Washington: India's economy has the potential to grow between eight to 10 percent if the country continues the pace of reforms, Chief Economic Adviser (CEA) Arvind Subramanian has said.
"There is no doubt that India needs to grow very rapidly to be a leading power (of the world). My own view is that India's potential growth is somewhere between eight to 10 percent," Subramanian told a Washington audience.
In Washington ahead of the US visit of the Union Finance Minister Arun Jaitley to attend the annual spring meeting of the International Monetary Fund and the World Bank, Subramanian said, "It's worth noting that India has been growing at 6 to 6.5 percent for the last 35 years."
"It would place India among sustainably fastest growing economy and actually among democracies, non-oil countries... So India's economic transformation has been pretty good," he said.
Subramanian said achieving a growth rate of eight to 10 percent is feasible on a number of factors including the continuation and pace of reforms and global environment that promotes exports.
"I certainly think it is feasible provided we continue the pace of reforms at a reasonable pace," he said.
"My own view is that if you continue with the current pace of reforms, get a few more things done, eight-10 per cent growth is really realisable," the top economic advisor said.
Subramanian noted that in the last one and half years there has been progress made in terms of foreign direct investment (FDI).
"If we can maintain this pace of reforms, may be accelerated India's potential would be realised," he said.
At the same time the top Indian economist said that eight-10 percent growth is also contingent on a reasonable external environment.
"My own view is that no country does eight-10 percent growth sustainably without its export growing at a significant double digit pace," he said.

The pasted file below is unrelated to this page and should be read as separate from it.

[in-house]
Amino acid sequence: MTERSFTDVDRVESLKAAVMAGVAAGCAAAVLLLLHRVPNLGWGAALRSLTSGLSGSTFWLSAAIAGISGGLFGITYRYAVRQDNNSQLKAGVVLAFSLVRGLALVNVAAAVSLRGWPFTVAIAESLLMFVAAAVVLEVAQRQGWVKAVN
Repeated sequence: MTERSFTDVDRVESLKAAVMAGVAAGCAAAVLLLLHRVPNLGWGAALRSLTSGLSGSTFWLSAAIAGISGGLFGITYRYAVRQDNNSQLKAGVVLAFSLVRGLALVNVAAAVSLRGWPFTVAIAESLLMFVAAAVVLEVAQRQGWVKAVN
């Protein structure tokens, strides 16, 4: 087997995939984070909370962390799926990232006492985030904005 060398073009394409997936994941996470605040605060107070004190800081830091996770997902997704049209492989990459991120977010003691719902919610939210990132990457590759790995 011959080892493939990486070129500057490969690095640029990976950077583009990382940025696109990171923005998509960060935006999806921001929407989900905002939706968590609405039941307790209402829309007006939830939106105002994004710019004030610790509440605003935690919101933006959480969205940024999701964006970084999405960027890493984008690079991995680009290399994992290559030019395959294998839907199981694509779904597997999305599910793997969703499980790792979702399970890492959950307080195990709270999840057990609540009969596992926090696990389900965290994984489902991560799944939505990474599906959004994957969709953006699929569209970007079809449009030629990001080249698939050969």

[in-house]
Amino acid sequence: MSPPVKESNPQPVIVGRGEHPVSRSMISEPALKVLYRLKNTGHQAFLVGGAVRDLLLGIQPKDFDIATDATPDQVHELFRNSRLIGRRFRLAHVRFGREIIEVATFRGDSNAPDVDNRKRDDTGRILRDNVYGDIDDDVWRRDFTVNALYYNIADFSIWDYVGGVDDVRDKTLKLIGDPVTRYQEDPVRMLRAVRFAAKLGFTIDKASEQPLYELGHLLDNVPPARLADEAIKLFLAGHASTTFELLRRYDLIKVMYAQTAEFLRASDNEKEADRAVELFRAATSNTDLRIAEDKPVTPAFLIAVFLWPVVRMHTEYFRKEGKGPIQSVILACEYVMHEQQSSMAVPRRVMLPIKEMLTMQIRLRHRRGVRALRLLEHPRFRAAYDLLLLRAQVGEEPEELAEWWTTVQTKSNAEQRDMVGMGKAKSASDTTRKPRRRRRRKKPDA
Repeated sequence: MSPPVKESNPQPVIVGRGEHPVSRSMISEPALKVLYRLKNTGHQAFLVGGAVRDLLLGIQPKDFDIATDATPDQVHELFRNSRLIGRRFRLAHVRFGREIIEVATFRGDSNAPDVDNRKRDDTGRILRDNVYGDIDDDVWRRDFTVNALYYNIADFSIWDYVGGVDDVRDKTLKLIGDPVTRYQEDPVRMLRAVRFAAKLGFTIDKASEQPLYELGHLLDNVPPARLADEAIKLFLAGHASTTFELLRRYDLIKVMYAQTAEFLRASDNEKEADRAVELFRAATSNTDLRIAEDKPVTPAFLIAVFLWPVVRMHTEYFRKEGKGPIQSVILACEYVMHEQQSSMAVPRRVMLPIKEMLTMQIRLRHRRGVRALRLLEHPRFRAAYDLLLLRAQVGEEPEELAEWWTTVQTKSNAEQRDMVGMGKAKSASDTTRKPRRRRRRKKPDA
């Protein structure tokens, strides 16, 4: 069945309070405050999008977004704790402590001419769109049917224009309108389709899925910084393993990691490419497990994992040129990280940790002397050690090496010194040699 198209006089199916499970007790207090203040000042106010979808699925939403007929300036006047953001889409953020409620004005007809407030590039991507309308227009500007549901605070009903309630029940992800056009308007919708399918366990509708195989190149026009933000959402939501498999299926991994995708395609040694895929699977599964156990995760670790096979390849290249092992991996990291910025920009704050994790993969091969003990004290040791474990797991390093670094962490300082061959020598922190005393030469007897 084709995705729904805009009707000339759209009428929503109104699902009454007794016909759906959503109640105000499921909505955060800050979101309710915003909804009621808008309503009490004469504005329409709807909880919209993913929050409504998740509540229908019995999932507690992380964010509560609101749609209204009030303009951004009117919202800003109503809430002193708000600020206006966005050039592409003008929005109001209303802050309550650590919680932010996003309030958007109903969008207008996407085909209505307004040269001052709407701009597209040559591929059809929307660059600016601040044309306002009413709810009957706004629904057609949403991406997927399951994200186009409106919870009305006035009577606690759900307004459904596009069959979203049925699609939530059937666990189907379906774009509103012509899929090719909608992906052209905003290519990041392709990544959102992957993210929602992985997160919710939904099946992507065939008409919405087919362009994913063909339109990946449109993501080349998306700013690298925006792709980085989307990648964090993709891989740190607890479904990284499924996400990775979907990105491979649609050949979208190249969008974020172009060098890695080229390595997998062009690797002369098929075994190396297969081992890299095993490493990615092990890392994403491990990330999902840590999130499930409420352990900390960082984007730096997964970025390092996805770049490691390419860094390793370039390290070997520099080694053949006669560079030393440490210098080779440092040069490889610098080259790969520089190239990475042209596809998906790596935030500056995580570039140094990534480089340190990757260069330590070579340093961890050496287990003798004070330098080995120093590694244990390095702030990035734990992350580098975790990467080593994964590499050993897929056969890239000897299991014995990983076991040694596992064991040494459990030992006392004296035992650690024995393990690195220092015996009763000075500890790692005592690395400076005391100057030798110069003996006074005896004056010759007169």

"There is a very low possibility or probability that India can grow eight-10 percent growth without rapid growth in exports. I think, the possibility for India being different from these nations is that perhaps India does not have to do manufacturing, perhaps it can do a combination of manufacturing and services," he said.
Subramanian was participating in a panel discussion at Carnegie on recent call by Prime Minister Narendra Modi for India to be a leading power and a report authored by top American thinker Ashley Tellis in this regard.
"In Modi's vision, a leading power is essentially a great
power. However, India will only acquire this status when its economic foundations, its state institutions, and its military capabilities are truly robust. It will take concerted effort to reach this pinnacle," Tellis said.
"There are three obstacles that come in the way of India's rise. First historically India has never desired to be a great power. It was content to be a great civilisation to be recognised as a great country but never pursued the goal of becoming a great power in the sense that conventional great powers are seen in international politics," he said.
So Prime Minister Modi's recent shift advocating that India be a great power can truly be transformational if they do the things required to get them there.
"The second is that India has never built the kind of economy that allows it to generate capital, produce the resources that the state can use to underwrite great power ambitions. There is whole agenda of economic reform that is implicated here and which India has still to complete," he said.
"And the third constraint has been India?s own weaknesses with respect to state capacity," Tellis said.
The United States at least for the 17 odd years has looked at India as a great power in waiting, because it fundamentally accords with the American national interest.
"US interest consists of maintaining a balance of power in the broader Asian Pacific region particularly because of China's rise." Tellis said.